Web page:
The Poem

(Critical Guide to Poetry for Students)

Hero and Leander is a short, amorous epic written in rhymed couplets of iambic pentameter. It is divided into cantos called “sestiads,” after a verse form which gains its name from the isle of Sestos, where the action takes place. Apparently, Christopher Marlowe wrote the entire first two sestiads of 484 and 334 lines. Some believe these two chapters were meant in themselves to be a complete poem; others believe that Marlowe did not live to finish his work. In any case, George Chapman, the famous translator of Homer, took up the work and completed it by adding four more sestiads. Although appreciated, the Chapman augmentation is not cherished, venerated, or studied with the same interest as the Marlowe chapters, which are considered the best poetic work in that genre during the Elizabethan period.

Hero and Leander could be called an “amorous epic” to distinguish it from the longer Homeric epics which are on heroic subjects. It lacks the sober dignity and solemn tragedy of classical Greek tragedy and epic. Some critics have suggested calling it an epyllion, which carries the sense of a shorter and less serious narrative work. The classical models for these works, so popular in the sixteenth century, were the long, sensuous, and humorous poems of Ovid, particularly the Amores (c. 20 b.c.e.), the Heroides (before 8 c.e.), and the Metamorphoses (c. 8 c.e.). Ovid was popular in the Middle Ages, providing the literary material for a cult of love which expressed itself in verse romances and the poetry of the troubadours, though the explicit sections of his works were treated as allegory.

The English Renaissance—gay, vigorous, delighting in the senses and a newly discovered sense of personal freedom—disrobed classical love literature of its embarrassed indirection, and sensual, worldly, playful poetry abounded. Marlowe’s Hero and Leander was one of the most popular and influential works following this tendency. It describes the brief and illicit courtship of Hero, a young priestess of the temple of Venus on Sestos, and Leander, a handsome young man of the city of Abydos. The two are separated by the rough seas of the Hellespont, and Leander braves the waters in order to spend evenings with Hero.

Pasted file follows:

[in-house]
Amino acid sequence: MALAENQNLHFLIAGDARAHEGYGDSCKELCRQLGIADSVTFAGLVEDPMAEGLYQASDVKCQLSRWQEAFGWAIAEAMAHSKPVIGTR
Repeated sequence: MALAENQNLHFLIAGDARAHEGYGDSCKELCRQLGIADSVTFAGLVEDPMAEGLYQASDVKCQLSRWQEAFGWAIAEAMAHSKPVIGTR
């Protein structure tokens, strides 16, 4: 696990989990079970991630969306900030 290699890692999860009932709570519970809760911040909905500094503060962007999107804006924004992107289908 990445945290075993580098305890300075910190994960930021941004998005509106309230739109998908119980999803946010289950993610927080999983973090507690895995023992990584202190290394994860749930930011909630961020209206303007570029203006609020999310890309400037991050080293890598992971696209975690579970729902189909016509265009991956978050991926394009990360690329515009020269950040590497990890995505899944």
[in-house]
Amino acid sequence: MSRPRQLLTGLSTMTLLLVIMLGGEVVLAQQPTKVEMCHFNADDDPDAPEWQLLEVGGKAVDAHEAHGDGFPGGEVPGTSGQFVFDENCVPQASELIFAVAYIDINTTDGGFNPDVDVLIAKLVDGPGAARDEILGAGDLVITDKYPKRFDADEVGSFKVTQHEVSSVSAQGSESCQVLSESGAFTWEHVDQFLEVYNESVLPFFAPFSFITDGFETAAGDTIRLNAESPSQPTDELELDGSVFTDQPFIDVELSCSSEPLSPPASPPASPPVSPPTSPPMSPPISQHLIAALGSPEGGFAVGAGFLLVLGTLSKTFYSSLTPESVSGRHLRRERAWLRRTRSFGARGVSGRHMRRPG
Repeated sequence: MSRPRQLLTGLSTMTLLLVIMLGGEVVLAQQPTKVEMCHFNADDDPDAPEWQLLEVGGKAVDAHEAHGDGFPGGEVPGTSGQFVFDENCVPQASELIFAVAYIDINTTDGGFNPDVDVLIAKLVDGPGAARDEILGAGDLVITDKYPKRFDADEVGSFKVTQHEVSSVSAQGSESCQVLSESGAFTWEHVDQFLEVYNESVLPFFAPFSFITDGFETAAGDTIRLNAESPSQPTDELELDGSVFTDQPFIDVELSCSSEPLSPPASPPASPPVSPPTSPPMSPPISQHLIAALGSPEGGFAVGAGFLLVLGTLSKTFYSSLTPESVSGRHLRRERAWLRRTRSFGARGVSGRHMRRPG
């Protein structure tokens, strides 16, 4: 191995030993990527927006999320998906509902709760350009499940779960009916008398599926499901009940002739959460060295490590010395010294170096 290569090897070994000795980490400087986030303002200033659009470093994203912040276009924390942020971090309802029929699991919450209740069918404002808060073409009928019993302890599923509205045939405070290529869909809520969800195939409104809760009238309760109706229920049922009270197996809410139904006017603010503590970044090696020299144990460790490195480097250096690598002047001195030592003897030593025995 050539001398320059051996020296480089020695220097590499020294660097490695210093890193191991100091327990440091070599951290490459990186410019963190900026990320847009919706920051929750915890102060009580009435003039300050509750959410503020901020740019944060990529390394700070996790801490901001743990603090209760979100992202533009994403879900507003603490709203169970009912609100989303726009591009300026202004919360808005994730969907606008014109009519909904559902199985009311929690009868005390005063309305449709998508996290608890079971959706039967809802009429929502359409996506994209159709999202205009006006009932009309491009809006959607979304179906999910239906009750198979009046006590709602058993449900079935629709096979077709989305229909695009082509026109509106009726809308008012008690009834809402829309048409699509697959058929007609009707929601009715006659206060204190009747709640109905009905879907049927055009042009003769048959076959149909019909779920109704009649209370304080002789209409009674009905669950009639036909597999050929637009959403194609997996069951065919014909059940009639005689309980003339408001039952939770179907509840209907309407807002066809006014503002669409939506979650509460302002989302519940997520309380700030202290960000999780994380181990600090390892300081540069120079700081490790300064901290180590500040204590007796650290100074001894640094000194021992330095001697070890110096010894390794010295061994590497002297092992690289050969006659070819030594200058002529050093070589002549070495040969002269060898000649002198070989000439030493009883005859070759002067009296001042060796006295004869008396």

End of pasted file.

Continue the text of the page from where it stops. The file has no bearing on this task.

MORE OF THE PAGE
The complete legend involves the tragic death of the lovers. Neptune, the god of the sea, becomes enamored of Leander as he swims across the Hellespont. Leander rejects Neptune’s love, and the god drowns Hero in anger. This tragic tale was told by the Greek fifth century poet Musaeus, and it is the Greek or a Latin translation of this poem which is the textual basis for Marlowe’s work. Marlowe, however, barely foreshadows the lovers’ unhappy fate in his two sestiads; this grave duty has been left by history to Chapman. It is possible to read Marlowe alone, therefore, and see nothing but a bright, humorous, sexy poem about two young lovers enjoying their first carnal knowledge, as well as Leander dealing embarrassedly with the homosexual love interest of Neptune, who, showering Leander with jewels and lasciviously fondling him as he swims, seems the picture of an aroused, wealthy, older bon vivant.


(The entire section is 1343 words.)

Hero and Leander Forms and Devices

(Critical Guide to Poetry for Students)

Hero and Leander has been considered by many to be the finest of the English Renaissance’s “mythological poems.” One of the chief devices of a mythological poem is classical allusion, references to texts and legends of Greek and Roman antiquity. The allusions in Hero and Leander, however, are uneven in tone and often have an unmeasured quality. For example, in praising Leander’s beauty, Marlowe writes, “Even as delicious meat is to the taste,/ So was his neck in touching, and surpass’d/ The white of Pelops’ shoulder.” Pelops’s shoulder is indeed white, because it is made of ivory, a god having in fact eaten the fleshly shoulder when it was served up by Tantalus, Pelops’s father, in a stew. Yet there is also the poet’s description of the carvings on the walls of Venus’s temple: “There might you see the gods in sundry shapes,/ Committing heady riots, incest, rapes.” The poet then tells of Zeus’s seduction, as a golden shower, of Danae; his marriage to his sister, Hera; his love play with the boy Ganymede; and his appearance as a bull to rape Europa. Marlowe then describes Mars and Venus, who were trapped in an iron net by Vulcan after they committed adultery together; and the destruction of Troy because of the rape of Helen.

Nineteenth century critics such as A. C. Bradley saw in the sensuality of Marlowe’s imagery and the flamboyance of his classical allusions a certain Renaissance enthusiasm and “frank...

(The entire section is 403 words.)